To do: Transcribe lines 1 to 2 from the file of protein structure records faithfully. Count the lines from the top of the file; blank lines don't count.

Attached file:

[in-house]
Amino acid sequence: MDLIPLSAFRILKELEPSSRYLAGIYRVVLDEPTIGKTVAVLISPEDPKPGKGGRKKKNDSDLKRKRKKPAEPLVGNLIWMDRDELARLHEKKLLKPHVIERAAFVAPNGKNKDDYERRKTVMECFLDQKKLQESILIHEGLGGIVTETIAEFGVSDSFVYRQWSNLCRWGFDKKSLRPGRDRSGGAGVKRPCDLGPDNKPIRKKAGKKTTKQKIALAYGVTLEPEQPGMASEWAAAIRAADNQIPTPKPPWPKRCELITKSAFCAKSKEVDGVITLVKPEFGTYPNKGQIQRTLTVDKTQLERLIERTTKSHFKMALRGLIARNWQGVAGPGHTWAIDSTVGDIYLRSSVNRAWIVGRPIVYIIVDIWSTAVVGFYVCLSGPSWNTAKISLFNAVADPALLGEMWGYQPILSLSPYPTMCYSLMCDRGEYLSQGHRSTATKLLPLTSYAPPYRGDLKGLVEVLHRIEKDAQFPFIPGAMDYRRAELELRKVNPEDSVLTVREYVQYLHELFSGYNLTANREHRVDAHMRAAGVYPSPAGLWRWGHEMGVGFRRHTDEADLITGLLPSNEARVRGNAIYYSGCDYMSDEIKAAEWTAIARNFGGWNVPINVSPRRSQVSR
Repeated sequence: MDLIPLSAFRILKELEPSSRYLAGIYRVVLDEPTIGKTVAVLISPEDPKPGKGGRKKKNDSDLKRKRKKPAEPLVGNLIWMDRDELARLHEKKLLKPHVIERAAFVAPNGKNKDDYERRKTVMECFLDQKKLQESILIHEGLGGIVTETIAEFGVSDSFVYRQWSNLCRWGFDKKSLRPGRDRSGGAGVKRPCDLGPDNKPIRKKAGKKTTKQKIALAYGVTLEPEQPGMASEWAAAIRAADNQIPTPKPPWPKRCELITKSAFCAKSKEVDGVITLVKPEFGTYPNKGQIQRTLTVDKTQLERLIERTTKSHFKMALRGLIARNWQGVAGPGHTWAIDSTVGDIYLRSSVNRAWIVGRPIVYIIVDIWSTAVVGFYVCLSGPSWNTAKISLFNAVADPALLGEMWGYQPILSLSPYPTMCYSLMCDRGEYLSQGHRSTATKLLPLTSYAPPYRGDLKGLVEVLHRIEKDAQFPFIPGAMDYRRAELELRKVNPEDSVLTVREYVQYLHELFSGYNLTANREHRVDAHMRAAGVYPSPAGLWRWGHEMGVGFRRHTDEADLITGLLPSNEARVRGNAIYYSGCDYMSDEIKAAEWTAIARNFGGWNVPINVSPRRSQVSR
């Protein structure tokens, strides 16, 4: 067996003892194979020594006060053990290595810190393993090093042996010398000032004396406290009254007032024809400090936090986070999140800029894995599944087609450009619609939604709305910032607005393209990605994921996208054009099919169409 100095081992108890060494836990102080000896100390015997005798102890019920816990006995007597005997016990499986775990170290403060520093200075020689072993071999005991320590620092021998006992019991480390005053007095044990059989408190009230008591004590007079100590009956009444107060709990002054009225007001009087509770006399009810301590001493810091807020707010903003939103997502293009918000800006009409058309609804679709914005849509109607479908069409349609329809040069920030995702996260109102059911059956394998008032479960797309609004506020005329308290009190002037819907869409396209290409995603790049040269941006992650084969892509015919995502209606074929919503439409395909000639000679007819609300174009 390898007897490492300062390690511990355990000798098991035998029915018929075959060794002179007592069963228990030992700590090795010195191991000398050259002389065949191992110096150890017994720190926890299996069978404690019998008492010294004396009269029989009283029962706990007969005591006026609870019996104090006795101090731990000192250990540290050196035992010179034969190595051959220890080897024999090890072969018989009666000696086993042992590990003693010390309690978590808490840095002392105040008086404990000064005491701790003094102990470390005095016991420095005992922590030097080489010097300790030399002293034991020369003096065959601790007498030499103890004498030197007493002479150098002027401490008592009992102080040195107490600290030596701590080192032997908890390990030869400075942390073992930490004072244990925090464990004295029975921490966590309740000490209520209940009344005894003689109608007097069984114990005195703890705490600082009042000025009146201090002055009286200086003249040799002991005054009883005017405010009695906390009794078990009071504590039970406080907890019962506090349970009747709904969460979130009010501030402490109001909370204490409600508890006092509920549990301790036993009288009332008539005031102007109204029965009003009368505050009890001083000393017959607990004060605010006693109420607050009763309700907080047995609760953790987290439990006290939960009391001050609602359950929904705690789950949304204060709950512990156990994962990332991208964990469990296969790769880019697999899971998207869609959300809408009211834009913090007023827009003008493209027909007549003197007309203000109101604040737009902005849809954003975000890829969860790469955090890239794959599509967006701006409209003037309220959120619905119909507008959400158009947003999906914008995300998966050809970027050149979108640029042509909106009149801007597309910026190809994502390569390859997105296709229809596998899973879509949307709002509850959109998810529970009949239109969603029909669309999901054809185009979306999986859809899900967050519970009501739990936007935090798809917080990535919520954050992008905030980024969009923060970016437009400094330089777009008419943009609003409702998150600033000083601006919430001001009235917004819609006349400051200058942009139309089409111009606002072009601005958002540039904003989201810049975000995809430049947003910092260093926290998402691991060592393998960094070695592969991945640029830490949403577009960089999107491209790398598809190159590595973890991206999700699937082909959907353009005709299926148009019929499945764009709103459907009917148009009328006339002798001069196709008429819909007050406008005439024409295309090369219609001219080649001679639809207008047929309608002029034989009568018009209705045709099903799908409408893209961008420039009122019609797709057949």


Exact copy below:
[in-house]
Amino acid sequence: MDLIPLSAFRILKELEPSSRYLAGIYRVVLDEPTIGKTVAVLISPEDPKPGKGGRKKKNDSDLKRKRKKPAEPLVGNLIWMDRDELARLHEKKLLKPHVIERAAFVAPNGKNKDDYERRKTVMECFLDQKKLQESILIHEGLGGIVTETIAEFGVSDSFVYRQWSNLCRWGFDKKSLRPGRDRSGGAGVKRPCDLGPDNKPIRKKAGKKTTKQKIALAYGVTLEPEQPGMASEWAAAIRAADNQIPTPKPPWPKRCELITKSAFCAKSKEVDGVITLVKPEFGTYPNKGQIQRTLTVDKTQLERLIERTTKSHFKMALRGLIARNWQGVAGPGHTWAIDSTVGDIYLRSSVNRAWIVGRPIVYIIVDIWSTAVVGFYVCLSGPSWNTAKISLFNAVADPALLGEMWGYQPILSLSPYPTMCYSLMCDRGEYLSQGHRSTATKLLPLTSYAPPYRGDLKGLVEVLHRIEKDAQFPFIPGAMDYRRAELELRKVNPEDSVLTVREYVQYLHELFSGYNLTANREHRVDAHMRAAGVYPSPAGLWRWGHEMGVGFRRHTDEADLITGLLPSNEARVRGNAIYYSGCDYMSDEIKAAEWTAIARNFGGWNVPINVSPRRSQVSR